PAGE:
A few days ago, the web development community exploded into an uproar concerning the IE team’s plan to introduce a new method of triggering standards compliance mode in Internet Explorer 8. Web developers, with justifiable but thinly veiled vitriol, ripped into Microsoft and the Web Standards Project for going along with this scheme.
In essence, what the IE team wants is web developers to “opt-in” to new renderer features using a custom meta tag or HTTP header. Pages will then be frozen at that renderer, ensuring they remain consistently rendered from now until the end of time (or at least, until Microsoft stops supporting that rendering model or breaks it accidentally). We went down this path once before, using the Doctype declaration to differentiate between “quirks” mode and “standards” mode. IE7 is, unfortunately, also quirky in standards mode, so apparently we need a new “super-standards” mode for the next version (and so forth).
From the perspective of the IE team, this solution makes sense. They can effectively freeze HTML rendering at today’s IE7 baseline and proceed with enhanced features in later releases. Maybe I’m looking at this the wrong way, but I never considered HTML content to perfect screenshots that should remain immutable. Well designed HTML is flexible — it can be rendered by a desktop browser, or stripped to it’s barest essentials by a mobile parser. (Note that I’m drawing a clear line between web content and web applications — web apps are by their very nature a snapshot of the present). The IE team should be encouraged to fix their mistakes at the expense of breaking badly developed content, just as users should be encouraged to update their rendering engines as frequently as possible. Notice that the IE team is the only browser developer that seems to have this problem.
As a web designer and developer, apparently I’m supposed to help Microsoft maintain their dominance in the web browser market by tagging my pages for their benefit. But what do I get out of the bargain?
Let’s assume for a moment that IE8 has been released with a spectacular new rendering engine, on par with Firefox or Safari or Opera in terms of “write once, render anywhere”. Let’s also assume I have a pretty good idea of what my target audience’s browser technology will be: 50% “IE8 compatible” (meaning IE8/FF/Safari etc), 30% IE7, and 20% IE6. None of these markets are small enough to ignore or deliver reduced functionality to. I would still need to optimize for three different version of Internet Explorer. IE7 doesn’t go away, and neither does IE6. I can’t just freeze the renderer at the IE7 level — I want to use all those fancy new features in IE8 that have been available in alternate browsers for years now.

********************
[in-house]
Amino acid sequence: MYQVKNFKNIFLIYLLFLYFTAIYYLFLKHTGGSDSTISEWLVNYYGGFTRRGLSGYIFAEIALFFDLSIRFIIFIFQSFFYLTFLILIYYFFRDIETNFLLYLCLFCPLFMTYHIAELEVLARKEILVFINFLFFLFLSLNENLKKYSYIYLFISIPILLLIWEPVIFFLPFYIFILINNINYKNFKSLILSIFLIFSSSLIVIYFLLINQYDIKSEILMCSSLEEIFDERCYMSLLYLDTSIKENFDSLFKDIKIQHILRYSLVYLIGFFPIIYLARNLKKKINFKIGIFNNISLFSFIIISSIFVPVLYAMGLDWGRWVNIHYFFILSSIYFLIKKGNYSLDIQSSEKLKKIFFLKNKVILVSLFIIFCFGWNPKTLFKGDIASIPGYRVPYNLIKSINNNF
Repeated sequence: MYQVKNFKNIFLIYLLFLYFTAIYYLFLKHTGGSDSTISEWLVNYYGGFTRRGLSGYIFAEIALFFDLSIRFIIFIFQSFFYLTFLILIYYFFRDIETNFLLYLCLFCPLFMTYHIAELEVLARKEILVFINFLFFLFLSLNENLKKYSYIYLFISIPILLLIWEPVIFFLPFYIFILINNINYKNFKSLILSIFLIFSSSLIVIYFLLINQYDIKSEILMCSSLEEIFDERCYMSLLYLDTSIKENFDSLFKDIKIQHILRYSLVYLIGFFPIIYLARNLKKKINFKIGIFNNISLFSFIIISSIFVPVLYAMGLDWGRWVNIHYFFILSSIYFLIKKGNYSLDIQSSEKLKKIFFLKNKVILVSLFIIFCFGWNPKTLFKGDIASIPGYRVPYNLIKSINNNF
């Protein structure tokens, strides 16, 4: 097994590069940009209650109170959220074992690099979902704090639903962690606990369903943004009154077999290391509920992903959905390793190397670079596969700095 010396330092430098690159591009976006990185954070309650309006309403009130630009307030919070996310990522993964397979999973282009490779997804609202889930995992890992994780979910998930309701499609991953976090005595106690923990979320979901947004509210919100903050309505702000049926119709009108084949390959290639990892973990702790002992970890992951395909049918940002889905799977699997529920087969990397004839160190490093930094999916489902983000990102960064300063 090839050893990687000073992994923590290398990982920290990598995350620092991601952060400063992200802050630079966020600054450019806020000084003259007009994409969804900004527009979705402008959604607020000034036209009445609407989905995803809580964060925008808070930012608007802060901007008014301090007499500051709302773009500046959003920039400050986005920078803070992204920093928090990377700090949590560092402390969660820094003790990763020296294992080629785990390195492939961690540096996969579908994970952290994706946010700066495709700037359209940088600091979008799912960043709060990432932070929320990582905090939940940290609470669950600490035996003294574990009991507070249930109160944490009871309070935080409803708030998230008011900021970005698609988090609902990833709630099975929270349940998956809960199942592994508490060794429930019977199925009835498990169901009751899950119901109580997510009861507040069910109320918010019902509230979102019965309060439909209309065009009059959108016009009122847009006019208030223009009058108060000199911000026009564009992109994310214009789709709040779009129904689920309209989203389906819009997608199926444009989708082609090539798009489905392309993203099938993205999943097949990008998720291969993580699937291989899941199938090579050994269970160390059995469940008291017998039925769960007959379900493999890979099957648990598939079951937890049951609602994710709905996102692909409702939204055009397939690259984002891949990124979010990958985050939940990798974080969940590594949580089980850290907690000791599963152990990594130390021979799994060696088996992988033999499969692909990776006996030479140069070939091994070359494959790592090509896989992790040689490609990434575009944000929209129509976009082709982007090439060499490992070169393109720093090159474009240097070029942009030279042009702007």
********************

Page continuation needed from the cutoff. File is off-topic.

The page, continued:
So where does this leave me, the web developer? Still coding for multiple releases of IE. In fact, the problem gets worse as Microsoft accelerates it’s release schedule — people simply don’t update quickly enough. IE6 is still estimated to have a 35% market share — over a year after IE7’s release. How do we solve the problem of supporting multiple renderers?
Simple. We deprecate IE6. We no longer support it. And we provide a clear, direct upgrade path that involves little to no effort on the part of the user. Maybe this involves just swapping out the rendering engine, leaving the browser’s UI intact (to minimize the impact on the user’s day-to-day experience interacting with their browser). I’m certain part of the resistance to upgrading to IE7 today is the horrendous overhaul to the UI that occurred between versions.
Apple doesn’t seem to have any problems keeping it’s Safari users (or iTunes users) on the latest release through an effective software update system. Firefox also has a fairly effective system, although it could be improved. But web developers don’t complain about supporting multiple, ancient versions of those browsers because the system, and the users, are proactive about updates.
We need to get over the idea of preserving out-of-date content as a snapshot of the day it was released. We need to stop worrying about breaking 5-year-old browsers and just get on with it.
Update: After further reflection, there is another (possibly better) approach Microsoft could take. They could include the IE6 and IE7 rendering engines in each new update, and provide a user-accessible toggle for enabling it on specific sites. Using the info bar, much in the same way they do when blocking popups or enabling ActiveX downloads, a message could be displayed along the lines of “This page may not be compatible with the Internet Explorer 8 display system. Would you like to switch to Internet Explorer 6 compatibility mode for this site?” IE would remember the setting and use it on subsequent visits. The compatibility message could be triggered by detecting known CSS hacks, or even based on the Last-Modified date of the document.